Queensland: in the clutches of profligates
Premier Palaceduck and her Treasurer Jackie Trad are now reminding people just how bad government under Labor can get. Labor governments do it every time—stack the public service with non essential workers—meaning Labor voters. Never before has Australia had such a bunch of incompetents at the helm. They do not govern for progress because they din’t know how. They do work tirelessly for re-election only. The Editor just travelled sealed roads through Queensland and wondered why so few trucks were seen. The roads are breaking their trucks. They spend more to clutter main routes. I will do the same in future. Now enjoy this $1 billion vote grabber.
Queenslanders will be slugged almost $1 billion more for public service wages over the next year as the state locks in record spending on health and education, jeopardising the state’s already battered credit rating.
Source: News Corp
Queensland budget: Jackie Trad hands taxpayers $1bn jobs bill
In her first budget, Queensland Treasurer Jackie Trad revealed taxpayers paid $3.3bn to service the state’s debts this year and she pledged to drive borrowings even higher, despite a $3.7bn coal royalties windfall, forecasting debt to hit $83bn in four years.
The public payroll will grow by more than 3800 full-time positions next year, despite Ms Trad revealing more than 40 per cent of public service jobs created by the Palaszczuk government had not been frontline positions.
Although Labor had hoped to regain the state’s AAA credit rating, lost by the Bligh government in 2009, ratings agency Moody’s warned that the gap between projected spending and declining revenues would challenge the state’s credit profile. Moody’s said projected average revenue of 1.7 per cent was “largely underpinned” by an expected burst in the budget’s final year, when the Turnbull government has promised to deliver new infrastructure spending.
Ms Trad, who presented no clear plan to tackle the debt, insisted it was needed to build essential infrastructure such as roads, a second Brisbane River railway crossing and a new rugby league stadium for Townsville.
“We make no apologies for borrowing to invest in infrastructure. It’s the right thing for jobs today but it’s also critical for our economic productivity in the future,” she said, blaming the Turnbull government for not bringing forward its promised spending.
Ms Trad said the debt would be paid down with future budget surpluses, but Treasury projected surpluses totalling only $1.1bn over the next four years.
“We need to ensure that we are conservative in our forecasts, but ambitious in our strategy, and that’s what we intend to do,” she said, insisting she was exercising fiscal discipline and had turned down numerous ministers’ spending proposals.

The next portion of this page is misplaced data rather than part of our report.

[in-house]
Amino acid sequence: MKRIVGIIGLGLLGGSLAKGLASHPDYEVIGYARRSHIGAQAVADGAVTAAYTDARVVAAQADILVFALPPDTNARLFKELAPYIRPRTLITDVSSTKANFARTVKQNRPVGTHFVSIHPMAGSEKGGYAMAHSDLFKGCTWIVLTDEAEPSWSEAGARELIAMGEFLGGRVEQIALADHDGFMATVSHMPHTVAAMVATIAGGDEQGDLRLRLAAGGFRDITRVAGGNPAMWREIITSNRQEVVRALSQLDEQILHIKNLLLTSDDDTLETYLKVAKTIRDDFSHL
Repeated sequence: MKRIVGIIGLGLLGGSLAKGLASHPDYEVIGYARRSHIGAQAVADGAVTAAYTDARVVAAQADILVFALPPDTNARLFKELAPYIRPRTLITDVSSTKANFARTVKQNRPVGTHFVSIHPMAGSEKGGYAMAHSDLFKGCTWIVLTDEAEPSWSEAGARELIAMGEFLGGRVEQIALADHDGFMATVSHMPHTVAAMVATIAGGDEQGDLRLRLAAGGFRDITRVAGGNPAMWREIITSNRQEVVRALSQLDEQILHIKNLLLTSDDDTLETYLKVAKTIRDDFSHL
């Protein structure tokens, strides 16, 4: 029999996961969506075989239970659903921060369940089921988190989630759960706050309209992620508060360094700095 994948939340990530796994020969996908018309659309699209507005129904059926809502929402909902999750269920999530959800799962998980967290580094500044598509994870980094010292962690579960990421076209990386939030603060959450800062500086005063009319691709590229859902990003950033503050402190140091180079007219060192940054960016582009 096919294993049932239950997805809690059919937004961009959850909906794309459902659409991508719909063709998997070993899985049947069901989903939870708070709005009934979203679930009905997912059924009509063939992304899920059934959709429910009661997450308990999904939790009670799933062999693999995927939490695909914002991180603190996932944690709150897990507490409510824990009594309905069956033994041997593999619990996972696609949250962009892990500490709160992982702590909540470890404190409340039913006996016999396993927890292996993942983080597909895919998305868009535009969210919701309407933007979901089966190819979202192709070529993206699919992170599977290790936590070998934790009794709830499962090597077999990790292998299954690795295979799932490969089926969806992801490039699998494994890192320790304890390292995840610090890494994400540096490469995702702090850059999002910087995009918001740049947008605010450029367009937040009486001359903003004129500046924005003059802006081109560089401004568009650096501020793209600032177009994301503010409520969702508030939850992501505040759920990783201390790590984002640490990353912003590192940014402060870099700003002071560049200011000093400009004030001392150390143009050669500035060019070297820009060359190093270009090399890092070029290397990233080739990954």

Strong demand for Queensland coal spurred an impressive 3.7 per cent boost to revenue this year — compared with 6.3 per cent growth in spending and 7.4 per cent growth in state employee expenses. However, revenues are expected to fall by 0.9 per cent next year, when Ms Trad intends to roll out the biggest public works scheme since Anna Bligh’s Labor government rebuilt state infrastructure following the 2011 floods.
The budget included four significant new taxes targeting gamblers, owners of expensive property, luxury car buyers and foreign investors — all of which were flagged at the last election — plus a levy on garbage dumped in Queensland.
Moody’s warned that the projected annual revenue growth of 1.7 per cent was “expected to fall below the average expenditure growth of 2.1 per cent”. “This would lead to growth in debt over the forecast period, challenging the state’s credit profile,” it said, maintaining a “stable outlook” ahead of further analysis.
Ms Trad said: “The ratings agencies aren’t very concerned about whether we borrow for productive infrastructure. They are interested in our recurrent expenses so we have that conversation with them.”
Liberal National leader Deb Frecklington said the debt “black hole” had swallowed Queensland’s coal royalties windfall.
“The record debt means funds that could be going to our schools, hospitals or frontline services will instead be sucked into feeding Labor’s binge on debt,” she said. “This is a budget of broken dreams and broken promises for the next generation.”
Federal Resources Minister Matt Canavan accused Ms Trad of snubbing coal in her budget speech despite relying on mining royalties to deliver record spending. “The Labor Party is once again demonstrating that it knows how to spend money but not earn money. To maintain public services, we need a strong economy and a strong mining sector,” he said.
About two-thirds of total infrastructure spending next year will be allocated outside Brisbane, including $534.3m to continue the Toowoomba Second Range Crossing project and $176m towards Rockhampton’s Rookwood Weir scheme.
The government recommitted to fully fund the $5.4bn Cross-River Rail scheme, although Bill Shorten has pledged $2.2bn should he win power in Canberra. Health spending is projected to rise four times the rate of population growth to $17.3bn this year, plus $985m in capital investment in health facilities. Ms Trad also announced $330m over five years to conserve the Great Barrier Reef.